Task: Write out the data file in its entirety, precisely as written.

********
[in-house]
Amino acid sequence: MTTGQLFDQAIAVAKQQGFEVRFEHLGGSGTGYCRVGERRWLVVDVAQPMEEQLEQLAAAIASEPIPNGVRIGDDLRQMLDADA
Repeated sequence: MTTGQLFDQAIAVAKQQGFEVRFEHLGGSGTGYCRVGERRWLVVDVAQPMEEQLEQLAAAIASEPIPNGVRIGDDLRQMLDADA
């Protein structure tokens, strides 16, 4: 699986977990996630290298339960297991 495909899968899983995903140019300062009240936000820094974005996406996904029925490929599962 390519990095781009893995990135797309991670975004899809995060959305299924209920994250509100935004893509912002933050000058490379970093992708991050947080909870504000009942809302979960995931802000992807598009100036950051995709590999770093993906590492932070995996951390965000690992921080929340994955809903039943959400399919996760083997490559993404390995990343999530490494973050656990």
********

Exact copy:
[in-house]
Amino acid sequence: MTTGQLFDQAIAVAKQQGFEVRFEHLGGSGTGYCRVGERRWLVVDVAQPMEEQLEQLAAAIASEPIPNGVRIGDDLRQMLDADA
Repeated sequence: MTTGQLFDQAIAVAKQQGFEVRFEHLGGSGTGYCRVGERRWLVVDVAQPMEEQLEQLAAAIASEPIPNGVRIGDDLRQMLDADA
């Protein structure tokens, strides 16, 4: 699986977990996630290298339960297991 495909899968899983995903140019300062009240936000820094974005996406996904029925490929599962 390519990095781009893995990135797309991670975004899809995060959305299924209920994250509100935004893509912002933050000058490379970093992708991050947080909870504000009942809302979960995931802000992807598009100036950051995709590999770093993906590492932070995996951390965000690992921080929340994955809903039943959400399919996760083997490559993404390995990343999530490494973050656990």